Conditional Payment Bonds: Owners and Contractors Beware

Whether you are an owner, contractor, subcontractor, or supplier, payment problems on a construction project can have dire consequences.  To better protect against those payment problems, and depending on the type of construction project, Florida law gives certain persons the right to look to a payment bond when they have not been paid.  However, not all construction payment bonds are created equal.  The focus of this blog post is the scope of a conditional payment bond on private construction projects.  That type of bond is very different than its unconditional payment bond counterpart.

PURPOSE OF FLORIDA BOND LAW

On Florida private construction projects, certain parties have lien or bond rights to better insure payment to them.  Those statutory lien or bond rights are in place to protect certain persons and entities providing labor and materials to improve real property, and will be construed favorably to give them the greatest protection.  WMS Construction, Inc. v. Palms Springs Mile Association, Ltd. 762 So. 2d 973 (Fla 3rd DCA 2000).  In some cases, the only way these persons will get paid for their work on a construction project is by exercising their lien or bond rights.

Conditional Payment Bonds: Owners and Contractors Beware

CONDITIONAL VS. UNCONDITIONAL PAYMENT BONDS

When the construction project is protected by a payment bond (meaning the project is, except as provided below, exempt from liens), a party performing work on that project must understand the type of bond in place.  On private construction projects, there are two types of payment bonds, conditional and unconditional.

Section 713.23 of the Florida Statues descries unconditional payment bonds and reads in part as follows:

The payment bond required to exempt an owner under this part shall be furnished by the contractor in at least the amount of the original contract price before commencing the construction of the improvement under the direct contract, and a copy of the bond shall be attached to the notice of commencement when the notice of commencement is recorded. The bond shall be executed as surety by a surety insurer authorized to do business in this state and shall be conditioned that the contractor shall promptly make payments for labor, services, and material to all lienors under the contractor’s direct contract. Any form of bond given by a contractor conditioned to pay for labor, services, and material used to improve real property shall be deemed to include the condition of this subsection.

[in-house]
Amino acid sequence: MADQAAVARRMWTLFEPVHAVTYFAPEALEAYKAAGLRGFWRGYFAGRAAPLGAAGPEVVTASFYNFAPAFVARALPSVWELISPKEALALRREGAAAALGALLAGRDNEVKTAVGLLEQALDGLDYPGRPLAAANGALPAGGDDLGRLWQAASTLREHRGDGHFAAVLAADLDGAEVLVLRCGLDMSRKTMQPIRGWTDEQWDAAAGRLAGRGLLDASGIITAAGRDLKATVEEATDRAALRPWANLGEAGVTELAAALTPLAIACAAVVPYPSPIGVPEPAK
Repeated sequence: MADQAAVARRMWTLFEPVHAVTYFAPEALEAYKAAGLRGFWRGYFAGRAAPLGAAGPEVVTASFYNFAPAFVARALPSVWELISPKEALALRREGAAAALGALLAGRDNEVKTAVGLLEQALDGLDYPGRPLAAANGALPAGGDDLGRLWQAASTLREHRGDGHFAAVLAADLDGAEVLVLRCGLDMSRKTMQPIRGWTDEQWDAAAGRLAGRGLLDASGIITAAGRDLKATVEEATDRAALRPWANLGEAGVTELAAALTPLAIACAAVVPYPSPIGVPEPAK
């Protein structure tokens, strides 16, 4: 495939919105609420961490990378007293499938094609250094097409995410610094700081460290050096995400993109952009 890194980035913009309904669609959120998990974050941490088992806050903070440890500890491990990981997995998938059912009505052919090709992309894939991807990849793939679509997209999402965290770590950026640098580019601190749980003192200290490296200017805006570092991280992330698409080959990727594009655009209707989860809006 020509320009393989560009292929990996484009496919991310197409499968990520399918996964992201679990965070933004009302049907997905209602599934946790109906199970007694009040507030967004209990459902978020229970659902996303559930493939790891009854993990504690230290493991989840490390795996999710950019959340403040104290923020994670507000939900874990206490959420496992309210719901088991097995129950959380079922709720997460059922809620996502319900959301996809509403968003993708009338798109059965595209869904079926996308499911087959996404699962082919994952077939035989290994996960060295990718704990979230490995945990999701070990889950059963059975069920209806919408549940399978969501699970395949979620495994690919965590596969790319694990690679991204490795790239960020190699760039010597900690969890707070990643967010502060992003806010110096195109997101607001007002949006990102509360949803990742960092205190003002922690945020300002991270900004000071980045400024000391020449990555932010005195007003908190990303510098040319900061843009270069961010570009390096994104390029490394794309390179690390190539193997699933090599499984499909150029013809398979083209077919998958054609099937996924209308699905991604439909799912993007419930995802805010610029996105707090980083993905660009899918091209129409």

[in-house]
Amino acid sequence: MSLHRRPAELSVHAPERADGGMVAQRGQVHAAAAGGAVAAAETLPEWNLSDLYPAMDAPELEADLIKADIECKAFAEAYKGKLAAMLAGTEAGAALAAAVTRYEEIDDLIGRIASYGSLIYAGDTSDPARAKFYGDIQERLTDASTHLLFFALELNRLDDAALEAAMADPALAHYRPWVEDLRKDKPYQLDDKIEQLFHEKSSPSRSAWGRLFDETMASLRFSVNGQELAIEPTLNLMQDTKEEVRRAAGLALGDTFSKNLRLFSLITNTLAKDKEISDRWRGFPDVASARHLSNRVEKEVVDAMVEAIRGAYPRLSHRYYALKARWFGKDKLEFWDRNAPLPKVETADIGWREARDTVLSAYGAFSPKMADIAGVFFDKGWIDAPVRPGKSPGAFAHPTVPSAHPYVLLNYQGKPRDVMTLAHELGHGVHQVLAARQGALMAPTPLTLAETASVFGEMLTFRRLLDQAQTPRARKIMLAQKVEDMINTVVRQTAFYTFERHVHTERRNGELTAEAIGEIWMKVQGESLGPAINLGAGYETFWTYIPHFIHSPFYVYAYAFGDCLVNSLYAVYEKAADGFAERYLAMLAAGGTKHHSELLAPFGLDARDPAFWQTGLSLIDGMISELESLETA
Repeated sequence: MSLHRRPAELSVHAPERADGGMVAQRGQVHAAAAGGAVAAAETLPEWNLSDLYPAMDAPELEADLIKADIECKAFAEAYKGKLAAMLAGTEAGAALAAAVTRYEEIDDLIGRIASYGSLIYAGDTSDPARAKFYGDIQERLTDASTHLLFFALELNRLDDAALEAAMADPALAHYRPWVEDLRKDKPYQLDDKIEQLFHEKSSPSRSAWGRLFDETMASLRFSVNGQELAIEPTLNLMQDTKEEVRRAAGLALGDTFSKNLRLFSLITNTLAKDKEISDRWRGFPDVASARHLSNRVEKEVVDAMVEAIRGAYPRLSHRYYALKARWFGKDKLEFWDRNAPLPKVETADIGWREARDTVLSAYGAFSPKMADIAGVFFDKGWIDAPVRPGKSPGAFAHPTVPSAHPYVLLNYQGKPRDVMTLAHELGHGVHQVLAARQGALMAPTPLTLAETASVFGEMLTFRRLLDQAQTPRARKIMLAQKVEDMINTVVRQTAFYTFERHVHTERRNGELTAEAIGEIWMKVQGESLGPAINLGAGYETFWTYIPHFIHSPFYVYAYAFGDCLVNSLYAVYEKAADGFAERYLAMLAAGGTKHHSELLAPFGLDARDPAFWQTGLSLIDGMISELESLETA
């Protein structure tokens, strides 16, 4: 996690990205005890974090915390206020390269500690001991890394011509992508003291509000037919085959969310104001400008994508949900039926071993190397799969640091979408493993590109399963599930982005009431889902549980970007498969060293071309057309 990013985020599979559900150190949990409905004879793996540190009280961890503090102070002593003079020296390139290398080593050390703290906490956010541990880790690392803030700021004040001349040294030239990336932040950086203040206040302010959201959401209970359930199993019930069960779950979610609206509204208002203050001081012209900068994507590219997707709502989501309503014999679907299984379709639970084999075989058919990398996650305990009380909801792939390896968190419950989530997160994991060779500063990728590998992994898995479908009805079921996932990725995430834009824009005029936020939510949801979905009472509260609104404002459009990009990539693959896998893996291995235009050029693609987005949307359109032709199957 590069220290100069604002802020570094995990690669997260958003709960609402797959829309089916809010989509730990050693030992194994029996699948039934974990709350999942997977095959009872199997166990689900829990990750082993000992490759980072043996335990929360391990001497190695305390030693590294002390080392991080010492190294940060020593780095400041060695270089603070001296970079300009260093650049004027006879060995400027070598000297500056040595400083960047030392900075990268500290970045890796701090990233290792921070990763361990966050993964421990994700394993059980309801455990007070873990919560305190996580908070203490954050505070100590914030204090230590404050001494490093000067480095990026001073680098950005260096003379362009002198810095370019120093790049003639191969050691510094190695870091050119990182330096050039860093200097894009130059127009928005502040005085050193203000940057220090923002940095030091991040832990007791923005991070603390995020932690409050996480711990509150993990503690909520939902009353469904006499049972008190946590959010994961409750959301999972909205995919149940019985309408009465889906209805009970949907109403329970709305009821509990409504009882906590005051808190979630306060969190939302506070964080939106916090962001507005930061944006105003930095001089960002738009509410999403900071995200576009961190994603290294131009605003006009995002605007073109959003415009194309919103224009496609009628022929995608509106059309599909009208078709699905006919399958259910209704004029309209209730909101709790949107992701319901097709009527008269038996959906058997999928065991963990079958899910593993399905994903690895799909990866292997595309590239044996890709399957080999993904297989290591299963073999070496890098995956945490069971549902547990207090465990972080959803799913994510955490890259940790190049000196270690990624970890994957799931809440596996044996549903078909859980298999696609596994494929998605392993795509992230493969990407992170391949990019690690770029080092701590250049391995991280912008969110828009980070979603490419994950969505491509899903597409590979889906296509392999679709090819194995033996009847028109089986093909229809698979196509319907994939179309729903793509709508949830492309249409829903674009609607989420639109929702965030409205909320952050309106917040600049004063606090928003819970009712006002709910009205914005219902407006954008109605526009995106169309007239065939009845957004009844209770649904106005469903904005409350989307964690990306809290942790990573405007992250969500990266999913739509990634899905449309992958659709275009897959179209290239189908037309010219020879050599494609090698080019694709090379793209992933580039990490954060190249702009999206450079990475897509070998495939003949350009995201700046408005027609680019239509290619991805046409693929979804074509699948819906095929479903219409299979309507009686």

Thus, when this unconditional payment bond is in place on a construction project, that bond will exempt the owner’s property from all liens.  Therefore, when the owner or general contractor fails to pay certain classes of persons, those persons will look to the surety (bonding company) for payment.

Conditional payment bonds, on the other hand, are governed by Section 713.245 of the Florida Statutes.  The bond surety’s obligations to pay under a conditional payment bond are more limited than with an unconditional payment bond.

Specifically, and subject to requirements set forth below, the payment bond surety will only be obligated to pay certain classes of workers if the general contractor has been paid for its work, and that general contractor’s duty to pay lienors is “expressly conditioned upon and limited to payments made by the owner to the contractor.”  Section 713.245 of the Florida Statutes.  If the general contractor has not been paid for its work, and its subcontract with its subcontractors contains a pay-if-paid provision, that unpaid subcontractor has lien rights, rather than bond rights.

REQUIREMENTS OF A CONDITIONAL PAYMENT BOND

To qualify as a conditional payment bond in Florida, that bond must satisfy certain requirements.  Those requirements, in addition to the pay-if-paid requirement set forth above, are:

(a)   The bond is listed in the notice of commencement for the project as a conditional payment bond and is recorded together with the notice of commencement for the project prior to commencement of the project.

(b)   The words “conditional payment bond” are contained in the title of the bond at the top of the front page.

(c) The bond contains on the front page, in at least 10-point type, the statement: THIS BOND ONLY COVERS CLAIMS OF SUBCONTRACTORS, SUB-SUBCONTRACTORS, SUPPLIERS, AND LABORERS TO THE EXTENT THE CONTRACTOR HAS BEEN PAID FOR THE LABOR, SERVICES, OR MATERIALS PROVIDED BY SUCH PERSONS. THIS BOND DOES NOT PRECLUDE YOU FROM SERVING A NOTICE TO OWNER OR FILING A CLAIM OF LIEN ON THIS PROJECT.

Section 713.245 of the Florida Statutes.

READ THE BOND AND KNOW THE CONTRACT

An owner of a construction project, or a person performing work on it, must be vigilant as to the type of payment bond in place for that project.  The type of bond will dictate whether a party has a bond claims or whether liens can be recorded on the project.  When in doubt about the type of bond and your rights and obligations associated with it, one should consult counsel.

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